The CJEU held last week in C-694/17 Pillar Securitisation (v Hildur Arnadottir), on the Lugano Convention’s protected category of consumers. I have review of Szpunar AG’s Opinion here. The issues that are being interpreted are materially very similar as in Brussels I Recast hence both evidently have an impact on the Brussels I Recast Regulation, too (see in that respect also C‑467/16 Schlömp).
At stake in Pillar Securitisation is the meaning of ‘outside his trade or profession’ in the consumer title. The CJEU at 22 rephrases the case as meaning ‘in essence, whether Article 15 of the Lugano II Convention must be interpreted as meaning that, for the purposes of ascertaining whether a credit agreement is a credit agreement concluded by a ‘consumer’ within the meaning of Article 15, it must be determined whether the agreement falls within the scope of Directive 2008/48 in the sense that the total cost of credit in question does not exceed the ceiling set out in Article 2(2)(c) of that directive and whether it is relevant, in that regard, that the national law transposing that directive does not provide for a higher ceiling.’
The CJEU notes that Pillar Securitisation claims that Ms Arnadottir acted for professional purposes and is not covered by the definition of a ‘consumer’. However, the referring court has not referred any question to the Court on the purpose of the credit agreement concluded. On the contrary, as is clear from the wording of the question that it did refer, the referring court asks its question to the Court on the assumption that the contract at issue was concluded for a purpose that can be regarded as being outside Ms Arnadottir’s profession. In addition, in any event, the order for reference does not contain sufficient information in order for the Court to be capable, where relevant, of providing useful indications in that regard (not much help therefore to assist with the interpretation of issues such as in Ang v Reliantco, on which I shall be reporting next).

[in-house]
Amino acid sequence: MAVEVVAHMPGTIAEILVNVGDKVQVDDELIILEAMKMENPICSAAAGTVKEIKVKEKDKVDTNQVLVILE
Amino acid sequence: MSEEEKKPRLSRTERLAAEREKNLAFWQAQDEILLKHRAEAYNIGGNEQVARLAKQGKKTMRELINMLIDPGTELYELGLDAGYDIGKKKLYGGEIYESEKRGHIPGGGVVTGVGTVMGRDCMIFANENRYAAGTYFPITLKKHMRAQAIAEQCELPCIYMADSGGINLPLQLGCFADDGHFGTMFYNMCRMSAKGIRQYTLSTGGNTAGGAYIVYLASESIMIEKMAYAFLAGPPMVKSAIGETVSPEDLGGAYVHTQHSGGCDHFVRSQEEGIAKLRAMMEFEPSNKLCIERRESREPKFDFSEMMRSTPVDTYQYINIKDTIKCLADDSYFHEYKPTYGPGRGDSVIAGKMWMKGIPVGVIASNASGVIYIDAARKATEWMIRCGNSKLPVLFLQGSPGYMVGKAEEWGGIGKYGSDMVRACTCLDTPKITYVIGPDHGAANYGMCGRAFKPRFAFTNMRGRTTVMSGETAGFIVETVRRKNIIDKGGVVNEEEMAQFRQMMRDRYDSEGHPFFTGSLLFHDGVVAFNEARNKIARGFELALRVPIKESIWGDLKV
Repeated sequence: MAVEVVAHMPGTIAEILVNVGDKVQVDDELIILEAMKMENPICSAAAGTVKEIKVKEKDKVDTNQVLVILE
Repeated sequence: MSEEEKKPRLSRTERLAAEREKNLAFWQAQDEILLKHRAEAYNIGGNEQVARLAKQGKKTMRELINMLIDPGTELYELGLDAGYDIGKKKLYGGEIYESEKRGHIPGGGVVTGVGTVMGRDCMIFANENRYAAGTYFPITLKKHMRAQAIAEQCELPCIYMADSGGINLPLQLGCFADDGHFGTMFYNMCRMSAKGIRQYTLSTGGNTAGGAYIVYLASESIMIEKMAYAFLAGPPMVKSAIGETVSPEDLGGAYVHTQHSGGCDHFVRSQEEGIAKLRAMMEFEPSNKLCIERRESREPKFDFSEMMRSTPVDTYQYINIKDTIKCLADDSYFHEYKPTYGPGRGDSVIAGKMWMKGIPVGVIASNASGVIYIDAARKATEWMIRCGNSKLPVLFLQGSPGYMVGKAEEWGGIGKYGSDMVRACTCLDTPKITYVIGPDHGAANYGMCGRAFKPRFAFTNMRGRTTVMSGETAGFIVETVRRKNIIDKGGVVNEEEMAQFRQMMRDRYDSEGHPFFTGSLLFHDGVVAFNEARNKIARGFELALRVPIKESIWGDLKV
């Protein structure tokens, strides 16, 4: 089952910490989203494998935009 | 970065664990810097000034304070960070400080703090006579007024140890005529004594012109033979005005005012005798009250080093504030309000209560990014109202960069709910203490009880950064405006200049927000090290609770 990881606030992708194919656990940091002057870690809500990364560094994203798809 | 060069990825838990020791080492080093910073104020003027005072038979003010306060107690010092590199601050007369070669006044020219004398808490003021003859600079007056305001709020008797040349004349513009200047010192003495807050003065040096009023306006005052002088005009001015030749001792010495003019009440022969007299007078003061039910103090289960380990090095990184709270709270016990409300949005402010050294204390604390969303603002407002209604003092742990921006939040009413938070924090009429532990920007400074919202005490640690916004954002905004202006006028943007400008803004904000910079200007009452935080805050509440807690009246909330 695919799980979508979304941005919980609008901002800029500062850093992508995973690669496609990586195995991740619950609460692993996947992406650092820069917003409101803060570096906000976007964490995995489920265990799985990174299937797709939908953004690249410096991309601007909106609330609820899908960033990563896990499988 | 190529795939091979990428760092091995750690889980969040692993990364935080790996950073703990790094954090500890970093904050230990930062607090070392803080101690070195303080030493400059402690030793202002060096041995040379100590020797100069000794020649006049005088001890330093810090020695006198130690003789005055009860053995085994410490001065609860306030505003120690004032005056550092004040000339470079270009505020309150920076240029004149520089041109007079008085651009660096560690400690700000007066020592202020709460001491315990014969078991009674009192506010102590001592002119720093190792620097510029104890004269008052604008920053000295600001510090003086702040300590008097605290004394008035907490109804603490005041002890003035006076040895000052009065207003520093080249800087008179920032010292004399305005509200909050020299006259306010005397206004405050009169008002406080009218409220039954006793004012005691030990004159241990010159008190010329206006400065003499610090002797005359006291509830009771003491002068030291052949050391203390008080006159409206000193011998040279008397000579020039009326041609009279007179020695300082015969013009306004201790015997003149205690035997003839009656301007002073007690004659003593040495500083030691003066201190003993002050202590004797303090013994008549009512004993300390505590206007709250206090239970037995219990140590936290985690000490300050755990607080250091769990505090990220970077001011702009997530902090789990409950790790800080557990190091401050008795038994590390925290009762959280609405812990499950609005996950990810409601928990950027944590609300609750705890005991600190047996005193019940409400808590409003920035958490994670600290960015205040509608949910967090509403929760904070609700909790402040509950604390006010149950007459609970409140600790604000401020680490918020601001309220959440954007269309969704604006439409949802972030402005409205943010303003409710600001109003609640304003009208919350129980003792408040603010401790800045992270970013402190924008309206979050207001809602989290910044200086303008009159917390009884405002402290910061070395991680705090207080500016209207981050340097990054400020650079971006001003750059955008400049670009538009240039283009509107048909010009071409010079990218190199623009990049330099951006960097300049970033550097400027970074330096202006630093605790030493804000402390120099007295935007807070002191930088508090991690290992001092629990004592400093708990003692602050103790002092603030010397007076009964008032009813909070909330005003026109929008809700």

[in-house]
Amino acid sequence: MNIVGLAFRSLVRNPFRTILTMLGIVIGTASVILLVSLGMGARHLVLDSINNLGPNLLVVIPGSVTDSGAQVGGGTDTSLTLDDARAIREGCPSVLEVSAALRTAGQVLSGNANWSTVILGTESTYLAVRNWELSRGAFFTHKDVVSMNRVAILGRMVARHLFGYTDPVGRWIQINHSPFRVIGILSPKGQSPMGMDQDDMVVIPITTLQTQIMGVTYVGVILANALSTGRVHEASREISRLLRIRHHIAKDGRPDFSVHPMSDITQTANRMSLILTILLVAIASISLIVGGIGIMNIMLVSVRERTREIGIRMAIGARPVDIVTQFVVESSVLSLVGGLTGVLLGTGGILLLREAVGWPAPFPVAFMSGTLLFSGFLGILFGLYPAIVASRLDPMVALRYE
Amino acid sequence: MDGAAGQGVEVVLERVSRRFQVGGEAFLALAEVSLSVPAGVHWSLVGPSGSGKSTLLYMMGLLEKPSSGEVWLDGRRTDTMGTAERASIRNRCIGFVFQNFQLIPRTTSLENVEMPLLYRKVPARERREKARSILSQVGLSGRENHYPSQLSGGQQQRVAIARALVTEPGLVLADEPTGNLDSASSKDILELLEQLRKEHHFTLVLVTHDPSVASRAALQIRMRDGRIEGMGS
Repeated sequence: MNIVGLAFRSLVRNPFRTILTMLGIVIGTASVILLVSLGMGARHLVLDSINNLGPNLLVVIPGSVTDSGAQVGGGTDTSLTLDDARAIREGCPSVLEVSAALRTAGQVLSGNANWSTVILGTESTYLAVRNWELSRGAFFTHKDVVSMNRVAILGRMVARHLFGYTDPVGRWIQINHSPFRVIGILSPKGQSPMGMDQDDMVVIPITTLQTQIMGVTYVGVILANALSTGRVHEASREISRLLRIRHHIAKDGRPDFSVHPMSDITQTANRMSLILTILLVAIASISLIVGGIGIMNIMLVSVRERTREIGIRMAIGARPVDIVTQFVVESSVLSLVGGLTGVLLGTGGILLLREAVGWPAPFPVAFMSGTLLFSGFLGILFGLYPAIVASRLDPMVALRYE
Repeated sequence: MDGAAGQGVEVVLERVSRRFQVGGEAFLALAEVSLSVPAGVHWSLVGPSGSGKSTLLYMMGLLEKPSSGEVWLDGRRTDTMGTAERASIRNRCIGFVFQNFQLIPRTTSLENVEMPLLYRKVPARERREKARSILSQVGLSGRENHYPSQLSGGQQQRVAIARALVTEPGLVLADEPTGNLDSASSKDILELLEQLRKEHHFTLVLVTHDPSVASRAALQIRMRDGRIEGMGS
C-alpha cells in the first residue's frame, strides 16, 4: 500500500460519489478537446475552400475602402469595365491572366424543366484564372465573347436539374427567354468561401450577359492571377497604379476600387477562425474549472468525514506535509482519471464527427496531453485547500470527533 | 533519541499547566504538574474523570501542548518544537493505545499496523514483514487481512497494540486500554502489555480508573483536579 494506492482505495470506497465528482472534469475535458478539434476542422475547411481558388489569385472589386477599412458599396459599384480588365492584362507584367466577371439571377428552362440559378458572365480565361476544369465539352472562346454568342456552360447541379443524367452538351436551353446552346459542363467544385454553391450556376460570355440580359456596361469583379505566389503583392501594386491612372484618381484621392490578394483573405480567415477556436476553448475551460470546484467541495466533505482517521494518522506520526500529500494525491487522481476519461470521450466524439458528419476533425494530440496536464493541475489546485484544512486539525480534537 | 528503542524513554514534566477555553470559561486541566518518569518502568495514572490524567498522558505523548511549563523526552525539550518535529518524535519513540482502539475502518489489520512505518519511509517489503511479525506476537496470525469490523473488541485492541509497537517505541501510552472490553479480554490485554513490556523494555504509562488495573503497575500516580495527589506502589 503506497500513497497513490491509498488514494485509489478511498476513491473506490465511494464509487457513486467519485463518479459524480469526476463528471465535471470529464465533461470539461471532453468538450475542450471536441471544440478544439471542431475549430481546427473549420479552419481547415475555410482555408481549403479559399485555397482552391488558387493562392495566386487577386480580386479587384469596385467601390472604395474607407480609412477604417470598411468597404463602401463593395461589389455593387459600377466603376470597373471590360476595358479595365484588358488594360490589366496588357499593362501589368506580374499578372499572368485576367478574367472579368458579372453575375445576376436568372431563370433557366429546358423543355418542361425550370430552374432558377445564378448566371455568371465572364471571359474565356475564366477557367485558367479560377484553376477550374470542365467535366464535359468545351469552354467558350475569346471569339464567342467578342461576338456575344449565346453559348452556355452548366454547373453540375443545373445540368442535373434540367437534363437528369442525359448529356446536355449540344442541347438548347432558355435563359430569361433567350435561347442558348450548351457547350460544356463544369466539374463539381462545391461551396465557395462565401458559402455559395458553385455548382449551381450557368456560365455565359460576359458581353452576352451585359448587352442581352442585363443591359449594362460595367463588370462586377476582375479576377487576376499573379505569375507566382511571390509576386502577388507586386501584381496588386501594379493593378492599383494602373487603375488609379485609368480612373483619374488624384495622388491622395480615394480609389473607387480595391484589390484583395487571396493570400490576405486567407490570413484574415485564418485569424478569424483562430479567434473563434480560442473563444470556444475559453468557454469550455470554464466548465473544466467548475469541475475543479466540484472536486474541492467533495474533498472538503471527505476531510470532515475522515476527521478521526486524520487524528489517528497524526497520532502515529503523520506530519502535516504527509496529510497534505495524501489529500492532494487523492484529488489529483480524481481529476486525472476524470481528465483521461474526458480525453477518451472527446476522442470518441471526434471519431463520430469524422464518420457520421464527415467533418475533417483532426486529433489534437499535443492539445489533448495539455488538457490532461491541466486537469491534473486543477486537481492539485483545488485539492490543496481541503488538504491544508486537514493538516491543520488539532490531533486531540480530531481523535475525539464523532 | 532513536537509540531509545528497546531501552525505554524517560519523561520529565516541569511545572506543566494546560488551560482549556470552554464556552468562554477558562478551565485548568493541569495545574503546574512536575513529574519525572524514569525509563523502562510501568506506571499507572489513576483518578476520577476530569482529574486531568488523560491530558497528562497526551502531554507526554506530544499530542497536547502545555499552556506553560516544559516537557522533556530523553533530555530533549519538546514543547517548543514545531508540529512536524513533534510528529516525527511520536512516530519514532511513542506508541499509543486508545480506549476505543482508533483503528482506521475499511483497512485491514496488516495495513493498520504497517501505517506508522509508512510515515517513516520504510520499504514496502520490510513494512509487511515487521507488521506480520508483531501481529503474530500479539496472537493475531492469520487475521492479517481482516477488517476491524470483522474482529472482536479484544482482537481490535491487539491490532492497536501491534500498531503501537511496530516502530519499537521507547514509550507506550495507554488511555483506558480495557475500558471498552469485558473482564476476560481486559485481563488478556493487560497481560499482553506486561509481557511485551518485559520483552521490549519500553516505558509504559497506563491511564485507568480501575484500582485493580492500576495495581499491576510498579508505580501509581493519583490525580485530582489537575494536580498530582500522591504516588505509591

As I wrote in my review of the AG’s Opinion: the issue is how far does material EU law impact on its private international law rules. I referred in my review to the need to interpret Vapenik restrictively, and to Kainz in which the CJEU itself expressed caution viz the consistent interpretation between jurisdictional and other EU rules, including on applicable law and on substantive law.
I am pleased to note the Court itself makes the same observation, and emphatically so: at 35: ‘the need to ensure consistency between different instruments of EU law cannot, in any event, lead to the provisions of a regulation on jurisdiction being interpreted in a manner that is unconnected to the scheme and objectives pursued by that regulation.’ Subsequently establishing the very diffeent purposes of both sets of law, the CJEU rejects impact on one over the other (and also remarks that Pillar Securitisation’s reference to the Pocar report needs to be taken in context: prof Pocar referred to Directive 2008/48 by way of example only).
Conclusion: for the purposes of ascertaining whether a credit agreement is a credit agreement concluded by a ‘consumer’ within the meaning of Article 15, it must not be determined whether the agreement falls within the scope of Directive 2008/48 in the sense that the total cost of credit in question does not exceed the ceiling set out in Article 2(2)(c) of that directive, and it is irrelevant, in that regard, that the national law transposing that directive does not provide for a higher ceiling.
A good judgment.
(Handbook of) European Private International Law, 2nd ed. 2016, Chapter 2, Heading 126.96.36.199.